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Arendt and Eichmann: Behind Bars-Fiction by Edward Francisco
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Dark Tales from Gent's Pens

eich15.jpg
Illo courtesy Bing Images

Arendt and Eichmann: Behind Bars

by Edward Francisco

 

          She heard the faint suspiration of breath as smoke materialized in an eerie halo above the smoker’s head. He extended the pack of cigarettes, offering her one.

          “No,” she said, not wanting anything he had to give. She seated herself without being asked to take a seat. The man across the table from her crushed out his cigarette in an ashtray provided, undoubtedly, by prison officials, not wishing their star prisoner to complain that he’d been neglected or mistreated. There was bitter irony in that.

          “You asked to see me,” she said in as matter-of-fact a tone as possible despite bile rising in her throat, the result of equal measures of fear and disgust.

          Adolph Eichmann eyed Hannah Arendt with a faint air of detachment, his head tilting as if to view her from a different angle. Maybe he wished to make her uncomfortable. The man’s eyes were gun-metal blue. He owned an aquiline nose, the sort displayed by Caesar on Roman coins. How had so noble a nose withstood the stench of the camps? High, chiseled cheeks complemented the total effect. Eichmann was nothing if not a poster boy for Ayrian ideals of power and beauty. Hannah concluded that it was one of life’s many inequities that age had mercifully spared Eichmann’s features during his years in hiding.

          By no one’s estimation would Hannah Arendt be deemed attractive. She was so plain as to be unrecognizable in a crowd. That was a fact of experience. At university she’d studied philosophy with Martin Heidegger, whose intellectual status in Europe at the time was that of a god. Arendt had fallen in love with Heidegger, and the two subsequently engaged in a short-term affair. In the wake of their break-up, Arendt moved to the University of Heidelberg, completing her dissertation in 1929. When later that year Heidegger failed to recognize her at a train station, Arendt was devastated. If Heidegger had loved her once, it was because she owned the mind of a man.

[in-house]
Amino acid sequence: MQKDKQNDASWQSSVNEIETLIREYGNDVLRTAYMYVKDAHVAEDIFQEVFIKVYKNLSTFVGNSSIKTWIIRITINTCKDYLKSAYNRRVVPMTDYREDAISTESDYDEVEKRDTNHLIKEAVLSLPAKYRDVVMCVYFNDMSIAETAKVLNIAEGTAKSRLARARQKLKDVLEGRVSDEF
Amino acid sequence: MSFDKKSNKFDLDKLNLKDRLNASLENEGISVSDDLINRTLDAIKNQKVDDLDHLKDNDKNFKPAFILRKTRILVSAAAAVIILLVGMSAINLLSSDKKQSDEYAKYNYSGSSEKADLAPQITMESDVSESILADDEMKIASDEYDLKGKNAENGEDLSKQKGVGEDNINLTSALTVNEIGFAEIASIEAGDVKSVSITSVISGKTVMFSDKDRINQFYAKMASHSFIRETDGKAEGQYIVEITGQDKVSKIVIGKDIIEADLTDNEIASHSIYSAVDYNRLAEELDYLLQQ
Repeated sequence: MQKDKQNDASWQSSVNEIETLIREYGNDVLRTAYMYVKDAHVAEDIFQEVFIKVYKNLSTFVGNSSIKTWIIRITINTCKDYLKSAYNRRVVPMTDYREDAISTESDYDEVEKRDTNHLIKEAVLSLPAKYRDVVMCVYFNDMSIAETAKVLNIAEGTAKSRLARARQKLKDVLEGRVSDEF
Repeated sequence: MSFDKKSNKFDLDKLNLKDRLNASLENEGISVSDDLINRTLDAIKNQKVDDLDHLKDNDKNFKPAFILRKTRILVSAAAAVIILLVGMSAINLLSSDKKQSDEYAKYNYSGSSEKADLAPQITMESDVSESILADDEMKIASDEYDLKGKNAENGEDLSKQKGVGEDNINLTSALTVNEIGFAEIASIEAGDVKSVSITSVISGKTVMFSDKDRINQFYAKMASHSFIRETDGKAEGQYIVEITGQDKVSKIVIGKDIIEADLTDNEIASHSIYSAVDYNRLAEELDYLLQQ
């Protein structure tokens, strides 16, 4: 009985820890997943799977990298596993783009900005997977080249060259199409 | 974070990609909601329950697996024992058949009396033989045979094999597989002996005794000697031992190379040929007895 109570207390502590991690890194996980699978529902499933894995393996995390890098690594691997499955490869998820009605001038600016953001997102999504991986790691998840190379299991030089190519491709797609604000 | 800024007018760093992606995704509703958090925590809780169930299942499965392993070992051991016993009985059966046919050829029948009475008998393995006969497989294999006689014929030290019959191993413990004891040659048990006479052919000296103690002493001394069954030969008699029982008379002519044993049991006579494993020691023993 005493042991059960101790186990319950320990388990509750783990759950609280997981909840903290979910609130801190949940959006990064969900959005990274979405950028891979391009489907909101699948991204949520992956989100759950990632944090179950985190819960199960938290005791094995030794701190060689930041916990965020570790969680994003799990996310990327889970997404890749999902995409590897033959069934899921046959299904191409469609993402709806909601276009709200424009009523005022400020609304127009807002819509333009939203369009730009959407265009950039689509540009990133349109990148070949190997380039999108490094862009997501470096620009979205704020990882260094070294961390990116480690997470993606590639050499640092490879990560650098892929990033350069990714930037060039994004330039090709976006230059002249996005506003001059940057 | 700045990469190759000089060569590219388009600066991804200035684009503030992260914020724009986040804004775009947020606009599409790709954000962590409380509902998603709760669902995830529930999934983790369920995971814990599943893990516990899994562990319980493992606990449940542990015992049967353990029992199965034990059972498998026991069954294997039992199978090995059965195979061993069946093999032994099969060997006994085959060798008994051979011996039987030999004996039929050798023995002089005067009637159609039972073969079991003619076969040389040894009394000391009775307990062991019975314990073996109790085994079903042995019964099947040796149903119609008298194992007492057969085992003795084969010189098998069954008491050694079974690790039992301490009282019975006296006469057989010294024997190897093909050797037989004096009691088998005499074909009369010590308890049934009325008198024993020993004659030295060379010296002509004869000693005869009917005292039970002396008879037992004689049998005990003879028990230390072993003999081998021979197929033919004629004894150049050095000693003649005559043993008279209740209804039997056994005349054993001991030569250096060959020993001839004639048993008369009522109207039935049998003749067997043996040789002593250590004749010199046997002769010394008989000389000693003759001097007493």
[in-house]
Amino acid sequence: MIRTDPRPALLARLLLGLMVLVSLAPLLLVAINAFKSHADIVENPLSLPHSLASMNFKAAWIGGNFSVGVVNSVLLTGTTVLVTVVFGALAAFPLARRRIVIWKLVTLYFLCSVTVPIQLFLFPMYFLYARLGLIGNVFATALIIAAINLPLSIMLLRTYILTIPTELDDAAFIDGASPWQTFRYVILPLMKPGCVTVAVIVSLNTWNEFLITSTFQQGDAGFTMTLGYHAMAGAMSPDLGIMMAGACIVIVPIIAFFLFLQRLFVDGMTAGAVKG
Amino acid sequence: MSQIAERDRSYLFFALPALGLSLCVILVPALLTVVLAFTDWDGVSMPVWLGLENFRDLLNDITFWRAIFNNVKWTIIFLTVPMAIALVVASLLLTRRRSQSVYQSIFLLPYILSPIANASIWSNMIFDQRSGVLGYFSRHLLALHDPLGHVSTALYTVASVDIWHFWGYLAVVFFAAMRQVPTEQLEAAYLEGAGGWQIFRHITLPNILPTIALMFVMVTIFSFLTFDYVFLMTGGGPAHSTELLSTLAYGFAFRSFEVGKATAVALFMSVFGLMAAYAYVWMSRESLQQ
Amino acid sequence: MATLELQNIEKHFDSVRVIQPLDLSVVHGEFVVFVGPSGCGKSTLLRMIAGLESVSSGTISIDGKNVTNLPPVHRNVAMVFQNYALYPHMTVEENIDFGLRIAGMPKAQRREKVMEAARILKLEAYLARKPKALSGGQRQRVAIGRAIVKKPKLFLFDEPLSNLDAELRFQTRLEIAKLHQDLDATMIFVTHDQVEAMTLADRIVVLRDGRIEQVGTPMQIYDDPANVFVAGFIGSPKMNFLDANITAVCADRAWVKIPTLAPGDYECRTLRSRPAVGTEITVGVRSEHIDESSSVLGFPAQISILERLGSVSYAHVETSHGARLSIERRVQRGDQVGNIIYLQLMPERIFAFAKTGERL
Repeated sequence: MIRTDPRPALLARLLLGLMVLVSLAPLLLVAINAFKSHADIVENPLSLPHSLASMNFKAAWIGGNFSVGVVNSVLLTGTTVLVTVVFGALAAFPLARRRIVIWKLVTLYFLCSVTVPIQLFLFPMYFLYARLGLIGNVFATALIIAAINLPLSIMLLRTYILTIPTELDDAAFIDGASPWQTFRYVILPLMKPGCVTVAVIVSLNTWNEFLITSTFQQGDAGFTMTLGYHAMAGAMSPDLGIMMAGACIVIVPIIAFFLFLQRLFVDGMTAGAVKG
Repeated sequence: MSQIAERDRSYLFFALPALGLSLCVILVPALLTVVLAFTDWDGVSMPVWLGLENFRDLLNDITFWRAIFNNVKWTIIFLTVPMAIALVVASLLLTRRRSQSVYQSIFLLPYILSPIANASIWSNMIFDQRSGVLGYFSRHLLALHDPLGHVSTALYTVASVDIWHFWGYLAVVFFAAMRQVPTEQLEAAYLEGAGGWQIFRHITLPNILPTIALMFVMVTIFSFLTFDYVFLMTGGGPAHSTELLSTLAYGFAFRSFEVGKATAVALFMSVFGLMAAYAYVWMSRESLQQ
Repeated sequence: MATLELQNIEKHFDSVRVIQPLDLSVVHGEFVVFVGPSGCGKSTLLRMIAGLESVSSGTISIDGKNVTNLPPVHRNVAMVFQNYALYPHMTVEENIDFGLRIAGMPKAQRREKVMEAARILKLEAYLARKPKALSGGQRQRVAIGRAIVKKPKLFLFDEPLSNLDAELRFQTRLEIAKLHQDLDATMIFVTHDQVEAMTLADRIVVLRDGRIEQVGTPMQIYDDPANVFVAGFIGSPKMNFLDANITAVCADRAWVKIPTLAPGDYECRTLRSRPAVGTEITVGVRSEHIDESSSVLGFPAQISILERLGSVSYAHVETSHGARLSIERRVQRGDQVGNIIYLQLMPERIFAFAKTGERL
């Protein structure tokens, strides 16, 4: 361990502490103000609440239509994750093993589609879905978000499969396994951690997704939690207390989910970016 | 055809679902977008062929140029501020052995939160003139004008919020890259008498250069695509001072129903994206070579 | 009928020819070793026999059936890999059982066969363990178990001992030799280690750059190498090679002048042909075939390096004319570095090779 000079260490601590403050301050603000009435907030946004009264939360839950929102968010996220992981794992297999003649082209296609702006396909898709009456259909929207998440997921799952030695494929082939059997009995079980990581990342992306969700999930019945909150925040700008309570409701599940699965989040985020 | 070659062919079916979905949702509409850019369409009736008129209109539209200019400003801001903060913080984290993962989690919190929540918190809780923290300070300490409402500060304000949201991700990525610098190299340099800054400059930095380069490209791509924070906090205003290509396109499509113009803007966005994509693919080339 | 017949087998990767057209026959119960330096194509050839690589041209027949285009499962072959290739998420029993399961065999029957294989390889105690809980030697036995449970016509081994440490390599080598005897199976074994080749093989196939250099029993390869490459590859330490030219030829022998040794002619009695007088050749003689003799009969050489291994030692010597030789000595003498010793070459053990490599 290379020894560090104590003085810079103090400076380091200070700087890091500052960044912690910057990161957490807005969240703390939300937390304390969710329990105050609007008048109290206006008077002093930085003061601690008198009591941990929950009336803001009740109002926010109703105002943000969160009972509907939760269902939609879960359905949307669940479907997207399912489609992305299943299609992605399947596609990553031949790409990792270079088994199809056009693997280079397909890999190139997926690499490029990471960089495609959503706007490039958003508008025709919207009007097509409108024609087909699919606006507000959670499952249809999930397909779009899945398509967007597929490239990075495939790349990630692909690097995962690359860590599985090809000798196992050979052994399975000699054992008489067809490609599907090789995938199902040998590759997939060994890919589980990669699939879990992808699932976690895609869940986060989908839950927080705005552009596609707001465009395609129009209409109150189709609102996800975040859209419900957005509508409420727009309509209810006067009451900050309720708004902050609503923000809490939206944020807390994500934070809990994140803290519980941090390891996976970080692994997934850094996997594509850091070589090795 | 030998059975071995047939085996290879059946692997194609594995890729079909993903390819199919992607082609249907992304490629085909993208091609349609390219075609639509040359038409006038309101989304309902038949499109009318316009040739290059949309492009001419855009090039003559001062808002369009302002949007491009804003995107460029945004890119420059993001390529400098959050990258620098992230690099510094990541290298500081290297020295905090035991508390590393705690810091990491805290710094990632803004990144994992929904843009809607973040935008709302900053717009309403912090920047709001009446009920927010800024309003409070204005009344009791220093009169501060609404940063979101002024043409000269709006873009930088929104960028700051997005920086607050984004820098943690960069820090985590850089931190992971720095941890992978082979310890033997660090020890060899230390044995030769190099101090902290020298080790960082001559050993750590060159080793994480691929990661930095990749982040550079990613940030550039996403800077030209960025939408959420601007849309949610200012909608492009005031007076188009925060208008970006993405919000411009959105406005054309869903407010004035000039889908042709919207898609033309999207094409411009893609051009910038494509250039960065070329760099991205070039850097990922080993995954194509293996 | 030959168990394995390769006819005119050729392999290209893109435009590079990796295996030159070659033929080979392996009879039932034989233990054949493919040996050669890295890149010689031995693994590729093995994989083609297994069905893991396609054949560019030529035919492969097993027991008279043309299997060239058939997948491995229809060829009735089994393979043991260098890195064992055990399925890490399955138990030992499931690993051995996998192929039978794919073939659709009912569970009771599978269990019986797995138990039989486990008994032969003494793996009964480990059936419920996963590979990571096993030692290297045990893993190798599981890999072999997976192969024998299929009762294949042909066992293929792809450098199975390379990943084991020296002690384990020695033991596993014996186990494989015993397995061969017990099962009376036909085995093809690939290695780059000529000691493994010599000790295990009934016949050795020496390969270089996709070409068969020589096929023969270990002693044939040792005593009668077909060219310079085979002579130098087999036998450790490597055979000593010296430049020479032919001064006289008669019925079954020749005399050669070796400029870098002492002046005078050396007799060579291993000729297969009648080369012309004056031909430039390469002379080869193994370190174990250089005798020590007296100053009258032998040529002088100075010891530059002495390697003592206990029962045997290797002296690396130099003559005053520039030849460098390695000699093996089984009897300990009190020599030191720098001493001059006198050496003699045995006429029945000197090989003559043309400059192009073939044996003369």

“Thank you for agreeing to meet under these conditions,” Eichmann spoke apologetically, realizing that the Israeli soldiers flanking them and the omnipresent microphones recording their conversation in the tiny cell were hardly conducive to an incisive and free exchange.

          “I hadn’t thought you’d have heard of me,” Arendt said, impervious to Eichmann’s attempts at politeness.

          “Oh, my, yes,” said Eichmann. “Would you dare to hear what I know about you?”

          “If you wish,” Hannah said, careful to reject the crumb of flattery he’d offered her.

          “You were the stellar student of the brilliant philosopher, Martin Heidegger, who maintained his allegiance to the Nazi Party until the end of the war,” Eichmann announced proudly. “You, on the contrary, left Germany as a self-imposed exile and, later, took up the cause of our enemies. In 1951, you enjoyed a brief period of celebrity with the publication of your book, The Origins of Totalitarianism, a rather pedestrian assessment of the roots and influence of Nazism.”

          “If my analysis was so pedestrian, why did you ask to see me?” If her research had taught her one thing, it was the duplicitous and grandiose strategies of interrogation by the Nazis.

          “Because you, of all the correspondents covering this trial, may be fairest and most objective.”

          Eichmann took the pack and matches from the table and lit another cigarette. Hannah suddenly felt dizzy, claustrophobic. She fought the urge to rise and bolt to the door.

          “You’re mistaken, Colonel Eichmann, if you think I have a grain of sympathy for your plight.”

          “Otto,” Eichmann interjected.

          “Obersturmbannführer,” Arendt insisted on using his German military title.